I am writing you this letter after much internal debate to inform you of the many realizations that erupted within me after our very brief encounter yesterday. I am writing you this letter because there is a lot I have to say to you. I am writing you this letter because after a great deal of thought, I’ve decided that you might like to know what you did, what I should have done, and what I hope can happen between you and me in the future.
First, what you did. Yesterday, as I was walking down Columbia Road, you saw me from a distance. I did not see you, because I was on the phone. But you certainly saw me. You saw me in my summer dress, walking quickly because I was late for dinner with my cousins, chattering away on my cell phone, laughing at something my friend said. You saw me. You saw my black hair, my sloped forehead, brown eyes, and undoubtedly in your mind you thought something along the lines of chink, gook, oriental, Chinese chick who doesn’t speak English. And for some reason, for a reason that I can’t understand, you proceeded to get right in my face and yell at me. And if you can’t remember what it is you yelled—Well, I do and I probably will forever:“Ching chong ching chong f***ing CHINK!”
[Hat Tip: Phil]
Posted in Asian Issues, Racism, White Supremacy | Leave a Comment »
Posted by Jack Stephens on October 12, 2008
Macon D. blogs on a small movie called “Fireproof”:
And what are these black folks talking so straight about with the two white protagonists? Love, baby, nothin’ but love, and especially, how to fix it. Which is, again, what makes them “Magical Negroes.” Black folks, you see, are supposedly closer to their emotions, and even to the spirit world. So when white folks in movies need help in those areas, they often reach out to conveniently located black folks for help.
This white American fantasy about convenient dark friends has actually been going on for a long, long time. The history of stock, stereotypical non-white characters that conjure up and appeal to white American emotions is long and varied, including Harriet Beecher Stowe’s Uncle Tom and his many Stepin Fetchit descendants; the blackface minstrelsy tradition; comforting imagery on food products; ridiculous and offensive sports mascots; and assorted loyal sidekicks, like James Fenimore Cooper’s Chingachgook, Herman Melville’s Queequeg, and the Lone Ranger’s Tonto (who, by the way, is about to be exhumed by . . . Johnny Depp?!).
Posted in Black Issues, Cinema, Contemporary Racism, Whiteness | 1 Comment »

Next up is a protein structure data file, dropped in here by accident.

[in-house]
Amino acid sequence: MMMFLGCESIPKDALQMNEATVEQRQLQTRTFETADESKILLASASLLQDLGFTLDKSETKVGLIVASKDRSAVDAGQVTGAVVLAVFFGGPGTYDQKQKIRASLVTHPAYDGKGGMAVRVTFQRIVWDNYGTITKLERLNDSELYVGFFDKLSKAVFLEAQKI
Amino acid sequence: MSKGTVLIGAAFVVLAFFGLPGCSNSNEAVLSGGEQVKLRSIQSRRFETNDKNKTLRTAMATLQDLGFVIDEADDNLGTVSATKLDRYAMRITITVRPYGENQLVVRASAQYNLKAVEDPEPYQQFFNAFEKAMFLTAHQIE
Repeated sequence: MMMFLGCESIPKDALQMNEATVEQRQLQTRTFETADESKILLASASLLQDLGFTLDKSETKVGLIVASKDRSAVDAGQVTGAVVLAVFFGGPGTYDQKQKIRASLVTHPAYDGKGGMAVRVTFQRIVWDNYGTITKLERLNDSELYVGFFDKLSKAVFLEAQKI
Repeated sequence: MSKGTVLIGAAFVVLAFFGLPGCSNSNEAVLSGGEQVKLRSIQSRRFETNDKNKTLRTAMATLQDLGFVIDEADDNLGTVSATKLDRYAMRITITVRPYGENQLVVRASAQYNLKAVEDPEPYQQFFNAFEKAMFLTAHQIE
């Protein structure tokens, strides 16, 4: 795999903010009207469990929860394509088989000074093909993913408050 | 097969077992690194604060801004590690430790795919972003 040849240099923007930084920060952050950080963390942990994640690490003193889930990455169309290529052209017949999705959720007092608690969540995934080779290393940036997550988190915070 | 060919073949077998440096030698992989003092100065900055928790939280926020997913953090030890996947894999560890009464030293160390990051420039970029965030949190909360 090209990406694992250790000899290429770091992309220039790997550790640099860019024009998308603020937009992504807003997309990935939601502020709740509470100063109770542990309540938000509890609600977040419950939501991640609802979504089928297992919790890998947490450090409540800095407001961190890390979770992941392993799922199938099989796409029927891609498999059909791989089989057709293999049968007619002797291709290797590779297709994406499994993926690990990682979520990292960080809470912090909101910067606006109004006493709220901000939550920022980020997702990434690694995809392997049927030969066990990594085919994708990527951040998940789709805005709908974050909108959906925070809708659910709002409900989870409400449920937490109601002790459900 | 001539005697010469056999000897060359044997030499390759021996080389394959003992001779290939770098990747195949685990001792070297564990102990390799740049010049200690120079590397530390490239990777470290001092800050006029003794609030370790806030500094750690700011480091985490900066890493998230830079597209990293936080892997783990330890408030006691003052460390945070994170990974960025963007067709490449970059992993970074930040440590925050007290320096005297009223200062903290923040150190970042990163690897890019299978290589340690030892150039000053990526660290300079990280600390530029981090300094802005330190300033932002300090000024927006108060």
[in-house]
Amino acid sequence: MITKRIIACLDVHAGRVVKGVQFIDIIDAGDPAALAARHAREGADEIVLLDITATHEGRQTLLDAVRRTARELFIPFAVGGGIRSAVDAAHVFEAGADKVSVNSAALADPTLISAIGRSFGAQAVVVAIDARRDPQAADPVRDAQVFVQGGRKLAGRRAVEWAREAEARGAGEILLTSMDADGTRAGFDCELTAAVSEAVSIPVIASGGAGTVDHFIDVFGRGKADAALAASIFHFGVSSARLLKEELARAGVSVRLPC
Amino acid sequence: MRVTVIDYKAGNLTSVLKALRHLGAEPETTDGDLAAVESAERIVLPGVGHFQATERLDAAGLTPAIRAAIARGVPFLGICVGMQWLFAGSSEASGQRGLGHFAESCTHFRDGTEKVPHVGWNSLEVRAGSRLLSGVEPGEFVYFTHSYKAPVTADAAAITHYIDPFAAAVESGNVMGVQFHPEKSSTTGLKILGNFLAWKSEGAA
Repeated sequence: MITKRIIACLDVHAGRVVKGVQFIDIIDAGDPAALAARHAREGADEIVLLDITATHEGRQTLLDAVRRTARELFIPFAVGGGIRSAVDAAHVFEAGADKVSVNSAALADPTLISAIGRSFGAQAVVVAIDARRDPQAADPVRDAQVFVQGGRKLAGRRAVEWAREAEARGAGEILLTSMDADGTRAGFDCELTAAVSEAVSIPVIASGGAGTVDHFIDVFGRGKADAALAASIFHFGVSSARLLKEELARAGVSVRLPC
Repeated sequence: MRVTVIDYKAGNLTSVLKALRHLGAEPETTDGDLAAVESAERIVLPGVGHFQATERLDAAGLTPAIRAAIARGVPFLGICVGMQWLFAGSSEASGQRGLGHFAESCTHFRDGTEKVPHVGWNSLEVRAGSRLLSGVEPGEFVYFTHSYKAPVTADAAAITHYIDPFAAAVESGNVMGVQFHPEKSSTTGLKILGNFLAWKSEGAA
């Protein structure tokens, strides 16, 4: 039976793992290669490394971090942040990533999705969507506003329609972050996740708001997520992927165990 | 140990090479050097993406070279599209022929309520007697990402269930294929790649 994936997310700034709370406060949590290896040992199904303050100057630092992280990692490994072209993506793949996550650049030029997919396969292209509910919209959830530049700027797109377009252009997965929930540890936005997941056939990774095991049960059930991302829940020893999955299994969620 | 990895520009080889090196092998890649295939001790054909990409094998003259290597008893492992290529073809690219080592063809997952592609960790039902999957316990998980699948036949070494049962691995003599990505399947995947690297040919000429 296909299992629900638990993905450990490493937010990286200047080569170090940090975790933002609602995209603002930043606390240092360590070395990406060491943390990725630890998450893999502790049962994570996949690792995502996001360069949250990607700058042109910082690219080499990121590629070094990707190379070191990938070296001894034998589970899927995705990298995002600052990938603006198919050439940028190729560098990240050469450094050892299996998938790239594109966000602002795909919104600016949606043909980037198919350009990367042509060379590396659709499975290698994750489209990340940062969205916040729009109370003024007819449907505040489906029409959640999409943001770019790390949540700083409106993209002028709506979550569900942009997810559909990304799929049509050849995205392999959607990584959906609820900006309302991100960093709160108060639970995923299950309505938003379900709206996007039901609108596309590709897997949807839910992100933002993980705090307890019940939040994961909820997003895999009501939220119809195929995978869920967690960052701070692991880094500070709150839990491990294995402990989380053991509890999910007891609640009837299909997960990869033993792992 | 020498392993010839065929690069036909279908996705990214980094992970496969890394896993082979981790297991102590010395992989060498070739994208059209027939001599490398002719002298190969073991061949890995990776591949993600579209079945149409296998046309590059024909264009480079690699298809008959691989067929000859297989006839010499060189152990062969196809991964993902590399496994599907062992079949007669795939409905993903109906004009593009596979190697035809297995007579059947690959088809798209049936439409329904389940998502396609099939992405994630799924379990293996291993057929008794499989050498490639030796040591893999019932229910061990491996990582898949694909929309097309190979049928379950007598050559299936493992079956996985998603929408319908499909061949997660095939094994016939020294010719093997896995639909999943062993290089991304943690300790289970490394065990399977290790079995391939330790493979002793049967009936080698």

Posted by Jack Stephens on September 17, 2008
Yolanda Charley, recently won the title of Miss. Navajo Nation. I am normally against beauty contests, as I see them as nothing more than the performance of femininity for the male gaze. The Miss Navajo Nation is like no other pageant I have ever come across.
What I love about this contest is that it is more than women parading around with fake smiles, with their bathing suits taped to their skin, to avoid being swallowed by their asses. Miss Navajo is about celebration, and the perpetuation of culture.
Posted in First People Issues, Woman Issues, Women of Color | Leave a Comment »
Posted by Jack Stephens on September 12, 2008
The Angry Indian blogs on Native American news outlets:
We were never meant to be a part of the colonial system and I find it embarrassing that those who are chosen to represent us do not have the courage to speak about this in real, coherent and tangible terms. Instead, we talk of what it like for Indians to be a part of the DNC and RNC conventions and who got to speak before large crowds and which “tribe” will adopt a candidate who in the end will do absolutely nothing for our people but keep us in our respective place at the bottom of the U.S. totem pole. And we ask ourselves why we get so little respect.
Posted in First People Issues, Media, White Supremacy | 1 Comment »
Posted by Jack Stephens on September 5, 2008
Angry Asian Man blogs:
Kimchi Mamas first blogged about this a couple of weeks ago… What kind of messed up nonsense is this? This Mother Goose and Grimm comic strip is a couple of weeks old, but dude, what the hell? Come on! Really? They really had to go there with the idiotic Korean dog-eating joke?
Posted in Asian Issues, Contemporary Racism | Leave a Comment »